The Quite Success: Telecommuting Impact on Transportation and Beyond

The decision to forego the daily commute and work from home might not seem particularly revolutionary, but telecommuting has a positive impact on a surprisingly wide range of issues. Telecommuting may be the most cost effective way to reduce rush-hour traffic and it can even improve how a weary nation copes with disasters, from hurricanes to terrorist attacks. Telecommuting helps improve air quality, highway safety, and even health care as new technology allows top-notch physicians to be (virtually) anywhere. It expands opportunities for the handicapped, conserves energy, and—when used as a substitute for offshore outsourcing—it can help allay globalization fears. It can even make companies more profitable, which is good news for our nation’s managers, many of whom have long been suspicious of telecommuting. Other than driving alone, telecommuting is the only commute mode that has gained market share since 1980. The Census Bureau notes that from 1990 to 2000 the number of those who usually worked at home grew by 23 percent, more than twice the rate of growth of the total labor market. Since 2000, telecommuting has continued to grow in popularity with roughly 4.5 million Americans telecommuting most work days, and roughly 20 million telecommuting for some period at least once per month, and nearly 45 million telecommute at least once per year. And telecommuters drive less than office workers. During the days they telecommute, workers reduce their daily trips by 27 to 51 percent and driving (vehicle miles traveled) by 53 to 77 percent. Although they effectively receive no public subsidies, telecommuters actually outnumber transit commuters in a majority (27 out of 50) of major metropolitan areas (those with populations over 1 million). Telecommuters outnumber transit commuters in places like San Diego, Dallas, and Phoenix. They outnumber transit commuters by more than two to one in places like Raleigh-Durham, Tampa-St. Petersburg, and Nashville. In Oklahoma City telecommuters outnumber transit commuters by nearly five to one. Telecommuters tend to be highly educated and financially well-off. Most of the top telecommuting metropolitan areas tend to be fast-growing regions with high concentrations of technologically savvy workers who feel comfortable using the Internet and other tools common to remote work. Denver, Portland, and San Diego are the top three telecommuting metropolitan areas (as measured by percentage of workforce that telecommutes). Atlanta and Washington, D.C. lead the nation in telecommuting growth, yet every major metropolitan area has experienced strong growth. Many strong social trends suggest that telecommuting will become even more prevalent in the future.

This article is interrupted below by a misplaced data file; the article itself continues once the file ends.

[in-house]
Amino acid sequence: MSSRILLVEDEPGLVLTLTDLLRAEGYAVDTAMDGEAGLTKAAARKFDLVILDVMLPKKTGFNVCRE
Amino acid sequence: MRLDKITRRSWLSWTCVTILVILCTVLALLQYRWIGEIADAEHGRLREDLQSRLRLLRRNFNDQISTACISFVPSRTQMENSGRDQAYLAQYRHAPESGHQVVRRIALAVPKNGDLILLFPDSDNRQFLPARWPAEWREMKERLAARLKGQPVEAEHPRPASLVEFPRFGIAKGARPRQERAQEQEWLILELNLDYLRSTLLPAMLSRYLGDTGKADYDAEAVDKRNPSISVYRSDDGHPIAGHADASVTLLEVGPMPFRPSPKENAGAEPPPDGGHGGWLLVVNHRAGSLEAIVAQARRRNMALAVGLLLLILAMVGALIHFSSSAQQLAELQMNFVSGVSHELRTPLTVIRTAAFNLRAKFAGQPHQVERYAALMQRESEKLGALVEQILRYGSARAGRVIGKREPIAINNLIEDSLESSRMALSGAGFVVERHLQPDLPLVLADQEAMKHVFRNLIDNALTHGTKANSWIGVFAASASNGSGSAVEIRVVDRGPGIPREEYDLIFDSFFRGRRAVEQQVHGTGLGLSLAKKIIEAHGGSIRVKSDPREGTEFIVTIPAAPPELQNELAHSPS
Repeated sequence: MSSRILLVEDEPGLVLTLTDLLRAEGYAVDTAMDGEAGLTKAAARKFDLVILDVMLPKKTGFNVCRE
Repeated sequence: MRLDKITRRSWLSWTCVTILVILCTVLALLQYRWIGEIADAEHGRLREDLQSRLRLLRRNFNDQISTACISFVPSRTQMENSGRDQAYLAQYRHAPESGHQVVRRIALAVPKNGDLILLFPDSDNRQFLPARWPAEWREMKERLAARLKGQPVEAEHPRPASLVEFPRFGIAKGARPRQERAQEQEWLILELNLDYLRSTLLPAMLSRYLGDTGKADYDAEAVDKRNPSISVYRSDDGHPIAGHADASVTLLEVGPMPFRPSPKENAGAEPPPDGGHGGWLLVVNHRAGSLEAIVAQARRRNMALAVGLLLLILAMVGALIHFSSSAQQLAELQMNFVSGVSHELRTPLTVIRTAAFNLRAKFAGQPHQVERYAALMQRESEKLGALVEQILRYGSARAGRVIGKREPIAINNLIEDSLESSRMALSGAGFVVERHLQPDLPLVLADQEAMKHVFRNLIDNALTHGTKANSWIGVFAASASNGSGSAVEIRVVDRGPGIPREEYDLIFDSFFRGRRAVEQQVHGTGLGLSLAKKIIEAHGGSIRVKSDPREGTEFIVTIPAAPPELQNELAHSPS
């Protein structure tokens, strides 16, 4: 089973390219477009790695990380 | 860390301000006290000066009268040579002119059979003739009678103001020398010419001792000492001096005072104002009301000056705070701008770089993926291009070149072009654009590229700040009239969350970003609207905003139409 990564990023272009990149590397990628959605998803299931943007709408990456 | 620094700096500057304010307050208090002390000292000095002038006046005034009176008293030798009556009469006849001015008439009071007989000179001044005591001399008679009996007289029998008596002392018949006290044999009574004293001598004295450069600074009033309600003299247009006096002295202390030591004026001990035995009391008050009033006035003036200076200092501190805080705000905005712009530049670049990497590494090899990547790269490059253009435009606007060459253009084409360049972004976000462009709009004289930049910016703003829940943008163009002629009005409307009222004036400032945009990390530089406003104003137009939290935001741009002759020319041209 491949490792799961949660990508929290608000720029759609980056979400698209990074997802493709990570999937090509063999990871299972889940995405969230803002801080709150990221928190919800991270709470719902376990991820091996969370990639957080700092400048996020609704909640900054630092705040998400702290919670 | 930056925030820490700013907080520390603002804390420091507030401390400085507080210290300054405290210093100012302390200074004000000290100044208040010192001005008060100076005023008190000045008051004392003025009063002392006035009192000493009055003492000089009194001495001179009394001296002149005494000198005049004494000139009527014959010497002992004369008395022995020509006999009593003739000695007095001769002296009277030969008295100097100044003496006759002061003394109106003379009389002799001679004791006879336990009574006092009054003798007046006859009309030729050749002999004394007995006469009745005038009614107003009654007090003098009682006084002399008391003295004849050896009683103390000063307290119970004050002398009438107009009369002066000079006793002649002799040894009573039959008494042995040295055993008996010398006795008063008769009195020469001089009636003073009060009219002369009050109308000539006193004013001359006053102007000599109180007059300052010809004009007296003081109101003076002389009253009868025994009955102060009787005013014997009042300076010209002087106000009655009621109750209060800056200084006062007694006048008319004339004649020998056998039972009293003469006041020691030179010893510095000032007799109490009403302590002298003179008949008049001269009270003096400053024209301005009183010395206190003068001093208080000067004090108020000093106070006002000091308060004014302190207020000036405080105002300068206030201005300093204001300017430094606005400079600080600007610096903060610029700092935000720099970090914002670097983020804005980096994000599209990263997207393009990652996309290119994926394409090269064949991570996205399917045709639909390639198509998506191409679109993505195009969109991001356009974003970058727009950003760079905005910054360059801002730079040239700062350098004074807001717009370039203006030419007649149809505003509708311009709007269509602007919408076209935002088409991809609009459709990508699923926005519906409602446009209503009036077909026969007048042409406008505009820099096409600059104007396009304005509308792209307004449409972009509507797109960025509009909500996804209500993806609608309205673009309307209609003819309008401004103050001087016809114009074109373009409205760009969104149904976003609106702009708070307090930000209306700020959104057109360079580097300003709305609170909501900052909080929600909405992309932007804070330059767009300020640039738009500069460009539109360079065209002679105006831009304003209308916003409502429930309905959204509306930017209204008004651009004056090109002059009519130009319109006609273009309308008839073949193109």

• Corporate Authors:

    Reason Foundation

    3415 S Sepulveda Boulevard, Suite 400
    Los Angeles, CA  United States  90034
  • Authors:
    • Balaker, Ted
  • Publication Date: 2005-11


  • English

Media Info

  • Media Type: Print
  • Features: Appendices; Figures; References; Tables;
  • Pagination: 57p

Subject/Index Terms

Filing Info

  • Accession Number: 01055610
  • Record Type: Publication
  • Report/Paper Numbers: PS338
  • Files: TRIS
  • Created Date: Aug 22 2007 11:02AM